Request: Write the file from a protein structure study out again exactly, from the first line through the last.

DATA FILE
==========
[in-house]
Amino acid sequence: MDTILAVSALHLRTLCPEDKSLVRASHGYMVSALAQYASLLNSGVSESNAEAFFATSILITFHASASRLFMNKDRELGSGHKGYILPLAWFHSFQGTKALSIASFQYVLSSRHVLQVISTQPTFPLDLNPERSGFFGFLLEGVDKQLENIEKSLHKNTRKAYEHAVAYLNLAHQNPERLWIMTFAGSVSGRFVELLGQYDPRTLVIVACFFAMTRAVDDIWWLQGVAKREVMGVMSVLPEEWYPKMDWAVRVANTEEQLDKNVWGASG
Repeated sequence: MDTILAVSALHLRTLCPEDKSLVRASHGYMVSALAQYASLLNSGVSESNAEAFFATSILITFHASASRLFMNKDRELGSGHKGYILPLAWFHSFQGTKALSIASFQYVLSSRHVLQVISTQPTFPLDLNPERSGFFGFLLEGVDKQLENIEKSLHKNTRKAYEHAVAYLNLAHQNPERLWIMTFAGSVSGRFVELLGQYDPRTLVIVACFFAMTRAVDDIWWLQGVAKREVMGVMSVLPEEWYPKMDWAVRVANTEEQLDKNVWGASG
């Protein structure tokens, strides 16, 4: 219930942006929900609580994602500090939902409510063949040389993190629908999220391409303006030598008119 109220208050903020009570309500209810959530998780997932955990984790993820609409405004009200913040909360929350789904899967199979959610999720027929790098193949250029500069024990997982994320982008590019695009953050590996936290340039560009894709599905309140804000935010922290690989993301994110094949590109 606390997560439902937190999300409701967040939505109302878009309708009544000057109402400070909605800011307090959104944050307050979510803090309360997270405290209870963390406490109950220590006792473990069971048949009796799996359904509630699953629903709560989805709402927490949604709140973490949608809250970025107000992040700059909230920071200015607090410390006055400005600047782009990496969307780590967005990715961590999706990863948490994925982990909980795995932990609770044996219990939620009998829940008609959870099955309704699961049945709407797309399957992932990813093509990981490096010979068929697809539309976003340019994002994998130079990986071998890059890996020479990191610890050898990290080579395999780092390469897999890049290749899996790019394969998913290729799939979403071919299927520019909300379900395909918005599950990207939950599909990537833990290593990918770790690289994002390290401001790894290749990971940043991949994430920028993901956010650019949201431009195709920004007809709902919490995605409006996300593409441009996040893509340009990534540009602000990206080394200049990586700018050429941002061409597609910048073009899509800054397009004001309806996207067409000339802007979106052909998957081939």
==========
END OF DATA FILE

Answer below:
[in-house]
Amino acid sequence: MDTILAVSALHLRTLCPEDKSLVRASHGYMVSALAQYASLLNSGVSESNAEAFFATSILITFHASASRLFMNKDRELGSGHKGYILPLAWFHSFQGTKALSIASFQYVLSSRHVLQVISTQPTFPLDLNPERSGFFGFLLEGVDKQLENIEKSLHKNTRKAYEHAVAYLNLAHQNPERLWIMTFAGSVSGRFVELLGQYDPRTLVIVACFFAMTRAVDDIWWLQGVAKREVMGVMSVLPEEWYPKMDWAVRVANTEEQLDKNVWGASG
Repeated sequence: MDTILAVSALHLRTLCPEDKSLVRASHGYMVSALAQYASLLNSGVSESNAEAFFATSILITFHASASRLFMNKDRELGSGHKGYILPLAWFHSFQGTKALSIASFQYVLSSRHVLQVISTQPTFPLDLNPERSGFFGFLLEGVDKQLENIEKSLHKNTRKAYEHAVAYLNLAHQNPERLWIMTFAGSVSGRFVELLGQYDPRTLVIVACFFAMTRAVDDIWWLQGVAKREVMGVMSVLPEEWYPKMDWAVRVANTEEQLDKNVWGASG
């Protein structure tokens, strides 16, 4: 219930942006929900609580994602500090939902409510063949040389993190629908999220391409303006030598008119 109220208050903020009570309500209810959530998780997932955990984790993820609409405004009200913040909360929350789904899967199979959610999720027929790098193949250029500069024990997982994320982008590019695009953050590996936290340039560009894709599905309140804000935010922290690989993301994110094949590109 606390997560439902937190999300409701967040939505109302878009309708009544000057109402400070909605800011307090959104944050307050979510803090309360997270405290209870963390406490109950220590006792473990069971048949009796799996359904509630699953629903709560989805709402927490949604709140973490949608809250970025107000992040700059909230920071200015607090410390006055400005600047782009990496969307780590967005990715961590999706990863948490994925982990909980795995932990609770044996219990939620009998829940008609959870099955309704699961049945709407797309399957992932990813093509990981490096010979068929697809539309976003340019994002994998130079990986071998890059890996020479990191610890050898990290080579395999780092390469897999890049290749899996790019394969998913290729799939979403071919299927520019909300379900395909918005599950990207939950599909990537833990290593990918770790690289994002390290401001790894290749990971940043991949994430920028993901956010650019949201431009195709920004007809709902919490995605409006996300593409441009996040893509340009990534540009602000990206080394200049990586700018050429941002061409597609910048073009899509800054397009004001309806996207067409000339802007979106052909998957081939």